Despite the widespread outbreaks, the virus seems to have evolved—not genetically, but in the minds of public-health officials. What looked like a lethal miscreant in the spring looks a little different now—still capable of causing serious disease and rare deaths in vulnerable groups, like pregnant women and young children—but not the second coming of 1918’s global pandemic. Officials just hope it stays that way.
It seemed to come out of the blue, although scientists now think the new strain of H1N1 was years, and probably decades, in the making. And there’s not a mad scientist on Earth who can cook up a flu virus as devilishly as nature’s ultimate weapons laboratory: an infected cell.
As the name implies, swine flu has its origins in pigs, and researchers recently were able to read enough of its genealogy to suggest that this strain has a complicated and exotic history. Part of its heritage traces back to a North American swine virus that has infected pigs for decades, part of it comes from a seasonal H3N2 human flu that was circulating around 1997, part of it comes from bird-flu viruses, and part of it seems to have come from a Eurasian pig. If all this sounds impossibly promiscuous and confusing, remember that flu viruses travel widely and well (the new H1N1 blew through more than 70 countries in little more than two months), and then think about the kind of place where pigs and humans typically come together. The new H1N1 was probably born on a farm.
Where that farm was we’ll probably never know, nor is there a documented “sentinel case” like the famous “Patient Zero” for AIDS. A Mexican politician, however, recently proposed erecting a statue to Édgar Hernández, a 5-year-old from the state of Veracruz who is said to be the first person to have had a confirmed case of swine flu. (He reportedly suffered flulike symptoms in early March and later tested positive. He made a full recovery.) What’s clear is that a pneumonia-like illness began to move through Mexico in March and early April, and it worried flu experts, who have been dreading a new pandemic strain of influenza for a long time.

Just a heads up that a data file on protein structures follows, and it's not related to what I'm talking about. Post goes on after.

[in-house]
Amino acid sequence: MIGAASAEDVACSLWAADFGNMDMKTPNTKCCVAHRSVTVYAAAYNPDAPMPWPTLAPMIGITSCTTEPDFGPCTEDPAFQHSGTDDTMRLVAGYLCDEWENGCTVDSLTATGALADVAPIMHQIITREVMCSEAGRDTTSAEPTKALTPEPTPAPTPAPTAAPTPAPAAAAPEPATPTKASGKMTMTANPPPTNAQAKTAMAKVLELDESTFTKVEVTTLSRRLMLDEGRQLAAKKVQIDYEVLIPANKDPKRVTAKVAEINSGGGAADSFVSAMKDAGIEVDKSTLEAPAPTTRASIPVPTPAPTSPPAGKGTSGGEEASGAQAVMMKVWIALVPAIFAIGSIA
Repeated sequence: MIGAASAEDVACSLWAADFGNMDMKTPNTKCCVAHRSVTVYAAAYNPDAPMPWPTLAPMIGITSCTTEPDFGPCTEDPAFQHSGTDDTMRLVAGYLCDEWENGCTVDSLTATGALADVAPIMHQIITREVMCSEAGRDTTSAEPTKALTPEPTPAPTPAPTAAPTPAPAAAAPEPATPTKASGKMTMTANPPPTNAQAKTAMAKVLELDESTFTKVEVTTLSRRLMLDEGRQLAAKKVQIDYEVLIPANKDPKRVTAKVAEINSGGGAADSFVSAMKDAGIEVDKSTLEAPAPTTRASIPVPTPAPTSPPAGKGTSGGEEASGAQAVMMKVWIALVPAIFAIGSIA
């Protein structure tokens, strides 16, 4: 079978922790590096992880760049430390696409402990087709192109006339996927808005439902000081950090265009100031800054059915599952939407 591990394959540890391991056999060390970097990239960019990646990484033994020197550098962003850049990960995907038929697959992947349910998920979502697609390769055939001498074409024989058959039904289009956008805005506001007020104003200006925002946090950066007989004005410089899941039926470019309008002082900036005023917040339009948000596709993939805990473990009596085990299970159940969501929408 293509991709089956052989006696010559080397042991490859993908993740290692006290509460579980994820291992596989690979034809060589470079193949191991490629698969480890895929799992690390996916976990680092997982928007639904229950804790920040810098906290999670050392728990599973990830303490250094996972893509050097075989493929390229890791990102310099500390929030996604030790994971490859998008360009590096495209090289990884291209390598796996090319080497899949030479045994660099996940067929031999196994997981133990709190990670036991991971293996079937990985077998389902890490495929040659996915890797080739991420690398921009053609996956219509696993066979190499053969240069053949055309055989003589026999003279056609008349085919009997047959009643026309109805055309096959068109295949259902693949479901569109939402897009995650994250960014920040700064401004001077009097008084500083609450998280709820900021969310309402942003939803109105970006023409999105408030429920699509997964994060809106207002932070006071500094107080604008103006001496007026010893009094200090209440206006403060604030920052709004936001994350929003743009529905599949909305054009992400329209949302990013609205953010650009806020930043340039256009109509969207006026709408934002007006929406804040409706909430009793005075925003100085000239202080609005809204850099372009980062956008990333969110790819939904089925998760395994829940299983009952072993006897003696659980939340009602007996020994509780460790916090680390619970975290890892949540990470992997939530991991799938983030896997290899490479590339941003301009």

This one looked like it had a pretty good pedigree. It was swine H1N1, and genetically similar to the famously deadly 1918 strain. Doctors in Mexico were spooked by two things. The disease spread very rapidly. And it seemed to specialize in attacking, and sometimes killing, children and healthy young adults. As fate would have it, the virus made its first ruckus in a country not known for sophisticated disease surveillance, then landed in a city with one of the best municipal surveillance shops in the business.
You would never have guessed on Friday, April 24, that a pandemic was coming to town. In local news, the Mets were already five games out of first, and Madonna was still recovering from being thrown by a horse in the Hamptons. The big news out of Mexico was that the recently arrested chief of a drug cartel claimed to have offered personal-development and ethics training to his employees. Really.
Meanwhile, all hell was breaking loose at a parochial school in Fresh Meadows.
It actually began around 1 p.m. that Thursday, when dozens of students at St. Francis began showing up in nurse Mary Pappas’s office, complaining of nausea, fever, and a cough. By the time the number reached 75 that afternoon, Pappas decided to contact the city’s Health Department. Nobody from the city came out that day, according to principal Brother Leonard Conway, and by 9:30 the next morning, the line outside the nurse’s office had already begun to form. The timing couldn’t have been worse: One of the school’s biggest annual events, International Night, was scheduled for that evening.
As soon as word of the St. Francis outbreak reached 125 Worth Street, the question was simple, recalls Scott A. Harper, a medical epidemiologist: “Is it here?”
The epi shop had been on the lookout for unusual flu cases since April 15, when the CDC had published a report about a new strain of influenza, dubbed “2009 H1N1,” which had been identified in California. In fact, the same Thursday as the St. Francis episode, the city had asked private labs to send any influenza-A samples to the Public Health Lab for testing. But it was the call from Nurse Pappas that began to connect two epidemiological dots.
On that frenetic Friday, while Weiss’s team chased down sick students at St. Francis, the Public Health Lab, located near Bellevue, was alerted to expect some samples. Few municipal laboratories were better positioned to test an anonymous bug under emergency circumstances; the PHL had lived through the anthrax scare in 2001 and West Nile–virus outbreaks. The first whiff of a problem reached the upper echelons of city government by the afternoon, when then–Health Commissioner Thomas R. Frieden (now head of the CDC) contacted Linda I. Gibbs, deputy mayor for health and human services. “I got a call from Tom Frieden to say that he was recommending closing down a school event,” Gibbs recalls. “[He said], ‘This is a big deal, families in from out of town, lots of people will be upset, but we just have this huge number of kids that are out absent. We don’t know what it is yet, but we need to take this precaution.’ ”